Suponchick lives normal life after adoption



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Photos courtesy of junior Samantha Suponchick’s foster mother Chris Leitel.

Junior Samantha Suponchick was found by a Chinese official sitting alongside a road at six months old in a small basket in Yanchun, China, a small city near Hong Kong. She was brought to the Yangchun Orphanage to be taken care of.

Some parents who abandon their child leave a note explaining basic information, such as their birthday. However, Samantha’s biological parents didn’t. A Chinese doctor estimated her birth date.

“I don’t even know who [my parents] are or what my real name is,” Suponchick said.

It is the adoption agency’s goal to foster all the children they find abandoned. While taking care of Suponchick, the orphanage had over 30 baby girls, which made it difficult to give each baby the intensive care they needed, even with the help of several nannies.

“We would be in the same cribs when we’re not supposed to and we’d get illnesses,” Suponchick said.

After years of trying to conceive with no success, Suponchick’s foster mother Chris Leitel said in an email interview that she was referred to the Chinese Children Adoption International (C.C.A.I.), located in Littleton, Colorado.

“My heart was leaning toward China and after talking with C.C.A.I. about the China process, my worries about traveling to another country were put to rest knowing that the China government/people have the greatest respect for Americans who adopt their orphans,” Leitel said.

When they’d completed their paperwork for the adoption process, seven to ten selected parents were matched with babies in the same orphanage. Leitel requested the youngest baby possible and was matched with Samantha. The orphanage sent them the little information they had about her. Soon they began their trip to China to bring back their new baby.

“Our adoption process took exactly nine months from start to finish. Currently, families wait approximately 36-48 months for a child referral,” Leitel said.

Getting baby Suponchick was quite a journey. They first flew to Hong Kong, traveled by bus to Guangzhou, China then continued another 160 miles southwest to Yangchun.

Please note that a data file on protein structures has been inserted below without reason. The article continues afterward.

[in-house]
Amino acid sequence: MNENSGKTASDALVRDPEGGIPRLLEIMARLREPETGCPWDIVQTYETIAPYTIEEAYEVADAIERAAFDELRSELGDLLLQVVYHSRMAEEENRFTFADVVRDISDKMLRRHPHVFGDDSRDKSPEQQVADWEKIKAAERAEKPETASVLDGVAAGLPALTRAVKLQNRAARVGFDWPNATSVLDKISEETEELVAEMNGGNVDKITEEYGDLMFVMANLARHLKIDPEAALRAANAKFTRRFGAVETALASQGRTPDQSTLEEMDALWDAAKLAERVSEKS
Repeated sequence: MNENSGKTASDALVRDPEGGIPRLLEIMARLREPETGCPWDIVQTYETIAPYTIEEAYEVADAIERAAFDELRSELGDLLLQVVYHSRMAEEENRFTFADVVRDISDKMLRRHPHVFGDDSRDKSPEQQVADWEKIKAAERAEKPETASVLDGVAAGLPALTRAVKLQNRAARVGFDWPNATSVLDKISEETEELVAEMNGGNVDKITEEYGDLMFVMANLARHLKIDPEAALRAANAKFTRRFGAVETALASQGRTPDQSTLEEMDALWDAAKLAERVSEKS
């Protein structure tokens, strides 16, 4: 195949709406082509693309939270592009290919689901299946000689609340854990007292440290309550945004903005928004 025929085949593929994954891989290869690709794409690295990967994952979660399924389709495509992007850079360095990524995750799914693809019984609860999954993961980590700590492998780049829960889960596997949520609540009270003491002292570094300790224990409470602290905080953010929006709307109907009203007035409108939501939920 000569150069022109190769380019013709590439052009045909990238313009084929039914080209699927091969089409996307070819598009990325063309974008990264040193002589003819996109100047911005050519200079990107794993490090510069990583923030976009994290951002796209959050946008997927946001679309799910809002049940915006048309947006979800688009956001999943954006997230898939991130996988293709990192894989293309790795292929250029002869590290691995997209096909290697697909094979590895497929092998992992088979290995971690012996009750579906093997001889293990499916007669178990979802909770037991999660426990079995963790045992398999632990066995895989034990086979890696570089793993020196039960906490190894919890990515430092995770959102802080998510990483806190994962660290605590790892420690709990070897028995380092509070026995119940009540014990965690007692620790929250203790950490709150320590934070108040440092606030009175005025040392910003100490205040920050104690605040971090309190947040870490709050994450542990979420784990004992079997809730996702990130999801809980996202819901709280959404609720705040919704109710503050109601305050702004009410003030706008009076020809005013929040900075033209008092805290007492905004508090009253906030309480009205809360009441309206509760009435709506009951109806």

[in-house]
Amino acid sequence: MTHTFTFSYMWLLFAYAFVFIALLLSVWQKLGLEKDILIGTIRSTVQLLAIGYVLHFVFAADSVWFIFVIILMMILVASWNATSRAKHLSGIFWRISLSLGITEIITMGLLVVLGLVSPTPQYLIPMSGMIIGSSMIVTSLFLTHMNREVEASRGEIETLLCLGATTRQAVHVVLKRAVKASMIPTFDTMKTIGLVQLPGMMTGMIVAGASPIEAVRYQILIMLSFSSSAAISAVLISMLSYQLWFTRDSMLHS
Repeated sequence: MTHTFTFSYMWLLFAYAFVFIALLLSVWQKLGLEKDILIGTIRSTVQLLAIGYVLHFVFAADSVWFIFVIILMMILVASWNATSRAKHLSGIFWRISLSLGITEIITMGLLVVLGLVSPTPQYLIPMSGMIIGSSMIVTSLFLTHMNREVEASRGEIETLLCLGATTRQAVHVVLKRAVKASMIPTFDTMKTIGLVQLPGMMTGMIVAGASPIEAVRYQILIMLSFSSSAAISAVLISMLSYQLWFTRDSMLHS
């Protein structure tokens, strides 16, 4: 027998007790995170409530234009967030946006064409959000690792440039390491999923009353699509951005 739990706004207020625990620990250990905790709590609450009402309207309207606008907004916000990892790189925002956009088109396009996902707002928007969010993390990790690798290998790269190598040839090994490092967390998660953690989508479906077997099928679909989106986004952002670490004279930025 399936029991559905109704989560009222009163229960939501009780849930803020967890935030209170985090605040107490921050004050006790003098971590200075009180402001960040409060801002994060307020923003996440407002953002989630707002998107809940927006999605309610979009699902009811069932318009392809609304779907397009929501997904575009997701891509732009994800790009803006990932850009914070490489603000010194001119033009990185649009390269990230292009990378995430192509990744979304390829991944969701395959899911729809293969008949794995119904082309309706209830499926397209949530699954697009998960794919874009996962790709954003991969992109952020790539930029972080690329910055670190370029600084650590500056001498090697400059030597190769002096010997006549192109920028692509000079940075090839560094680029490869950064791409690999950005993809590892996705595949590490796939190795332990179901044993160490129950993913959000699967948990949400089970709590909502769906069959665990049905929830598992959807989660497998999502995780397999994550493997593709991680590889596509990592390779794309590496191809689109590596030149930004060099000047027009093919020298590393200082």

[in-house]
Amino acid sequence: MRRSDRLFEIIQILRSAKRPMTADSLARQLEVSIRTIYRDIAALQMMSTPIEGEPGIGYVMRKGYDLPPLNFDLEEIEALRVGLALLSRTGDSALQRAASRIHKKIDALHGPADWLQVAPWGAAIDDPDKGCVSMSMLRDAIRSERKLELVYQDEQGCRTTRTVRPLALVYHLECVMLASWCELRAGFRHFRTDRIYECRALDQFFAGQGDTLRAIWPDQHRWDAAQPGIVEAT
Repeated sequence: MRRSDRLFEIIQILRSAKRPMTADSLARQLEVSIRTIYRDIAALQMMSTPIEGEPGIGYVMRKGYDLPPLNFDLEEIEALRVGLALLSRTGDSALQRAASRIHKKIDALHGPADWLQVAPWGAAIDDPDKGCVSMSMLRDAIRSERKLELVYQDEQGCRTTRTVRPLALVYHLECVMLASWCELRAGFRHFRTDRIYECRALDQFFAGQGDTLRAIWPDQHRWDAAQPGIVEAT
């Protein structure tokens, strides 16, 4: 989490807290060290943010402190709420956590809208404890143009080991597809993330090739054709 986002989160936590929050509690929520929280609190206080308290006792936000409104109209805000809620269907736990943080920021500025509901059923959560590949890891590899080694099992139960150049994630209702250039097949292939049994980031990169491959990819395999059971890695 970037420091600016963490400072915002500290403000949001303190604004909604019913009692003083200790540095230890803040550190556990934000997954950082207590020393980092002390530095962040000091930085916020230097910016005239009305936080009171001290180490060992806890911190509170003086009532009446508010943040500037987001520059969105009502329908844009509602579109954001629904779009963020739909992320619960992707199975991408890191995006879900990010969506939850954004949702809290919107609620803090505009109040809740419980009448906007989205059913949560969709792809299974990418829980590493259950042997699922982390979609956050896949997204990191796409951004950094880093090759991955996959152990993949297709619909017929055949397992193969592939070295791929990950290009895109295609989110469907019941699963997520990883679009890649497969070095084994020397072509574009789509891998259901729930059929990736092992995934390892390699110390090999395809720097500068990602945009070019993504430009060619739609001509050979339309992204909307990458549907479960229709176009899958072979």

Once arrived, they couldn’t just walk into the orphanage to pick up Suponchick because of the rules of the Chinese government. Instead, they stayed at the YMCA Hotel and waited until June 5, 1996, when the babies were brought to the selected parents and introduced one-by-one.

“Chinese people walking by us on the streets would smile at us and say she was a ‘Lucky Baby,’” Leitel said.

Though their first time seeing Suponchick was when she was six months old, Leitel said adoption feels no different than having a baby by birth.

“The love you feel when you see their beautiful face for the first time is beyond what words can describe,” Leitel said. “Our trip to China was amazing and was definitely a dream come true.”

Suponchick’s parents are caucasian, so finding out she was adopted wasn’t much of a surprise she said. She asked her parents if she was adopted when she was young.

“My parents never really sat me down to tell me; I just figured it out myself,” Suponchick said. “I knew that I didn’t look like them.”

Since her adoption, Suponchick sees her life as normal. She said she asks as if her foster parents are her biological parents. She said her parents raised her as an “American child.”

“I don’t really have much to do with China anymore, except for how I look on the outside,” Suponchick said.

At the end of the day, Suponchick is grateful she was adopted. She understands that girls aren’t treated with the same respect that boys are in China, and is thankful that she lives in America.

“My adoption [parents] probably would have treated me better than I would have been treated in China,” Suponchick said. “In China, actually a lot of parents don’t want their kids. Mostly they don’t want girls because they don’t carry out the last name.”

Suponchick believes her birth parents leaving her might have been because of China’s one child policy. Leitel said the policy is good for their family but bad for China’s future.

“Poverty is abundant and the people are left with unbelievable choices to make,” Leitel said.

After left alongside a road, Suponchick’s life was saved from this poverty by her parents’ choice to adopt.

“I thank God everyday for what I believe was my purpose in life for me to be able to travel to China and adopt my precious little girl,” Leitel said. “I consider myself the luckiest Mom ever.”

Hailey Stolze
Website Editor-in-Chief and West Wind Commentary Editor